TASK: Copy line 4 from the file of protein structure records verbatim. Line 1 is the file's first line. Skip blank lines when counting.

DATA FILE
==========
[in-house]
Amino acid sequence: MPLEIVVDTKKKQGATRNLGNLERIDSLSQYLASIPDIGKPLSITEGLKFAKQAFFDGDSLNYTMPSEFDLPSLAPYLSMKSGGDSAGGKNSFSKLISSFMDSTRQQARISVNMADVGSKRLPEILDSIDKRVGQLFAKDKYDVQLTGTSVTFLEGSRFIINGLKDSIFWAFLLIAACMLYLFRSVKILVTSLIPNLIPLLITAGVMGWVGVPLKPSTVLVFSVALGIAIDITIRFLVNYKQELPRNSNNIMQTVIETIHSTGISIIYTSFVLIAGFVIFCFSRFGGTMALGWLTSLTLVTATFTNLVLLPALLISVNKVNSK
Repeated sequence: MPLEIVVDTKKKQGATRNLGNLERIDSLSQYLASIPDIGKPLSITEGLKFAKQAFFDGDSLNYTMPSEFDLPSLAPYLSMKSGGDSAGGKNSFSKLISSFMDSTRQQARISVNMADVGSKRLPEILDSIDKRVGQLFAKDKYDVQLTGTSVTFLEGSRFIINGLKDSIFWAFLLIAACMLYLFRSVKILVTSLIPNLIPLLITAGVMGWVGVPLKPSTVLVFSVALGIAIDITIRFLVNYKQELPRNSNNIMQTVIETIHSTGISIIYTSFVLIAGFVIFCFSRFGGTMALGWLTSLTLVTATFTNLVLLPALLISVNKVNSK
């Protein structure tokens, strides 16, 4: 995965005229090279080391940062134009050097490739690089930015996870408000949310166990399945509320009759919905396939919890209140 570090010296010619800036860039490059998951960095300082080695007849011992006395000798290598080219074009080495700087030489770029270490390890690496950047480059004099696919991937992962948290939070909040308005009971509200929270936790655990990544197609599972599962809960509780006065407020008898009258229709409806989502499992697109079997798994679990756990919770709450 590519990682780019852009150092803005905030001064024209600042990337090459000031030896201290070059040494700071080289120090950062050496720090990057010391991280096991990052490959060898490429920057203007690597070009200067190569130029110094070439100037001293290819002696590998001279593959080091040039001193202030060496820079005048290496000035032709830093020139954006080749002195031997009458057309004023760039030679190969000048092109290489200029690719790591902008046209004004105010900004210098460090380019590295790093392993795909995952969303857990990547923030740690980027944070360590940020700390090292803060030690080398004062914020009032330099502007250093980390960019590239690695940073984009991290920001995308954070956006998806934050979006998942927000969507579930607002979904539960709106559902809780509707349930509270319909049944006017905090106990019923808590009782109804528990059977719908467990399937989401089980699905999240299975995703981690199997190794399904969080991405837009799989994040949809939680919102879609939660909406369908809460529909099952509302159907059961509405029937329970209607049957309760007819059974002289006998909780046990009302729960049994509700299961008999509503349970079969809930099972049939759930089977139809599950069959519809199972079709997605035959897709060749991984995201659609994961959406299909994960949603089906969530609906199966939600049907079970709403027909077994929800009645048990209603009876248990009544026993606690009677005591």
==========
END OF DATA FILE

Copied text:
């Protein structure tokens, strides 16, 4: 995965005229090279080391940062134009050097490739690089930015996870408000949310166990399945509320009759919905396939919890209140 570090010296010619800036860039490059998951960095300082080695007849011992006395000798290598080219074009080495700087030489770029270490390890690496950047480059004099696919991937992962948290939070909040308005009971509200929270936790655990990544197609599972599962809960509780006065407020008898009258229709409806989502499992697109079997798994679990756990919770709450 590519990682780019852009150092803005905030001064024209600042990337090459000031030896201290070059040494700071080289120090950062050496720090990057010391991280096991990052490959060898490429920057203007690597070009200067190569130029110094070439100037001293290819002696590998001279593959080091040039001193202030060496820079005048290496000035032709830093020139954006080749002195031997009458057309004023760039030679190969000048092109290489200029690719790591902008046209004004105010900004210098460090380019590295790093392993795909995952969303857990990547923030740690980027944070360590940020700390090292803060030690080398004062914020009032330099502007250093980390960019590239690695940073984009991290920001995308954070956006998806934050979006998942927000969507579930607002979904539960709106559902809780509707349930509270319909049944006017905090106990019923808590009782109804528990059977719908467990399937989401089980699905999240299975995703981690199997190794399904969080991405837009799989994040949809939680919102879609939660909406369908809460529909099952509302159907059961509405029937329970209607049957309760007819059974002289006998909780046990009302729960049994509700299961008999509503349970079969809930099972049939759930089977139809599950069959519809199972079709997605035959897709060749991984995201659609994961959406299909994960949603089906969530609906199966939600049907079970709403027909077994929800009645048990209603009876248990009544026993606690009677005591």